Connect with us

Hi, what are you looking for?

The American GeniusThe American Genius

Business News

The 10 best and 10 worst jobs of the future

(Business News) The jobs of today may not be here tomorrow, and jobs that are new today could flourish in the next decade. Which jobs will not survive, and which will thrive?

future jobs

future jobs

What job will you have in a decade?

The job market is improving, and while the pace of recovery has been slow, our nation is no longer at the 10 percent unemployment slump seen in 2009. In 2012, he U.S. Bureau of Labor Statistics predicted that overall employment would increase 14.8% by 2020; the latest projection is 10.8% growth by 2022.

“When they made those rosier projections, they didn’t realize how slow this rebound was going to be,” labor force expert Laurence Shatkin told Kipligner.

Each industry is uniquely responding to the recession and recovery, and Kiplinger has identified the 10 best jobs for the future and the careers that might not stand the test of time, as they are shedding positions rapidly.

Whether considering your current career or pondering your future, you must take into account whether your dream job will even exist in the future, and if it will pay well enough for you to survive.

What will be the best jobs tomorrow?

Many of the best jobs for the future are in the tech industry, with Kiplinger naming Information Security Analyst as one of the best jobs for the future, not just because of the rise in security breaches, but for the average salary of $67,000 to $113,000.

Advertisement. Scroll to continue reading.

Also, because of the upswing in construction spending, Kiplinger says that Brickmasons are one of the best jobs for the future, particularly for people without a college degree, raking in anywhere from $35,000 to $62,000 a year.

Other jobs predicted to be hot gigs in the future include app developers, market research analysts, painters, registered nurses, dental hygienists, and management consultants.

And the worst jobs?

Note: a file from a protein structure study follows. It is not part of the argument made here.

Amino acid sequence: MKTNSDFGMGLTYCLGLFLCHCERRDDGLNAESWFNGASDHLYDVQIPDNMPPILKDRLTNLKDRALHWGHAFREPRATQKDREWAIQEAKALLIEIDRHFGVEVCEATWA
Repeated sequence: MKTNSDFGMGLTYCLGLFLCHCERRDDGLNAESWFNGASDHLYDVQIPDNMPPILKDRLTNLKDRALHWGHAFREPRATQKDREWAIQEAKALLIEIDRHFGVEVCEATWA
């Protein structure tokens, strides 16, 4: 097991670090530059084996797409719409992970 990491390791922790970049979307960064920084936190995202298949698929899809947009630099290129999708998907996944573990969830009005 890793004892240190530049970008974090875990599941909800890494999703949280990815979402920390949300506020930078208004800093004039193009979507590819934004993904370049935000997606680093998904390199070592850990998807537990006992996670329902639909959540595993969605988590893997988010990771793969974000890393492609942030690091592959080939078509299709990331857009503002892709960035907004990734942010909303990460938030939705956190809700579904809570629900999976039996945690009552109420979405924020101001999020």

Many industries are shedding jobs, and some are offering lower pay, despite higher stress levels, which Kiplinger says makes them bad fields to consider for the future.

When we talk about the future, we always think of robots and artificial intelligence taking over the world, and assembly lines globally have been replaced for decades, but Kiplinger says that electronic equipment assembler jobs are in decline, with the average salary of $22,000 to $37,000, the growth projected for 2024 is negative 6.8 percent. Ouch.

Further, ticket agents at airlines are being replaced by kiosks, with a projected 14 percent decline in the number of agents in the next decade.

Advertisement. Scroll to continue reading.

Other careers included in the “worst of” list are jewelers, floral designers, printing press technicians, switchboard operators, and reporters.


The American Genius is news, insights, tools, and inspiration for business owners and professionals. AG condenses information on technology, business, social media, startups, economics and more, so you don’t have to.

Click to comment

Leave a Reply

Your email address will not be published. Required fields are marked *


American Genius
news neatly in your inbox

Subscribe to our mailing list for news sent straight to your email inbox.



Business News

We all know and love the company NASA for their space exploration efforts, but how much of an economic impact do they have? Turns...

Business Finance

Another large spike in the consumer price index isn't good news for the economy, and the context of the data is more complicated this...

Business Finance

With a second consecutive quarter of declining GDP data, we are officially in a recession - are we?

Business News

(BUSINESS NEWS) Heads up! Your beloved adult beverage of choice may be getting pricier now that COVID inflation abounds.

The American Genius is a strong news voice in the entrepreneur and tech world, offering meaningful, concise insight into emerging technologies, the digital economy, best practices, and a shifting business culture. We refuse to publish fluff, and our readers rely on us for inspiring action. Copyright © 2005-2022, The American Genius, LLC.